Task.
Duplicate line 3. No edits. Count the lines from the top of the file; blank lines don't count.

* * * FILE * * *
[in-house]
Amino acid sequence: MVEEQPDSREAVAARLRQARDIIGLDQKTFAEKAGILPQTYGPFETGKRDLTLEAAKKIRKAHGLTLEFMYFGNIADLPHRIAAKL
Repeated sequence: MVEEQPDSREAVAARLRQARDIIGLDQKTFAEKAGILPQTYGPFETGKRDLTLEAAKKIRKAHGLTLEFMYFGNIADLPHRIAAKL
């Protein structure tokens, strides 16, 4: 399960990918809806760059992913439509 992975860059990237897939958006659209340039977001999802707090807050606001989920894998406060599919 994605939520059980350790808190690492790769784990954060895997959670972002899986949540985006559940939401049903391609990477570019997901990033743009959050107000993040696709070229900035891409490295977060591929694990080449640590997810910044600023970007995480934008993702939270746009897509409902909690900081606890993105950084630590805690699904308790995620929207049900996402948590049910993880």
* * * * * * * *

Repeated sequence: MVEEQPDSREAVAARLRQARDIIGLDQKTFAEKAGILPQTYGPFETGKRDLTLEAAKKIRKAHGLTLEFMYFGNIADLPHRIAAKL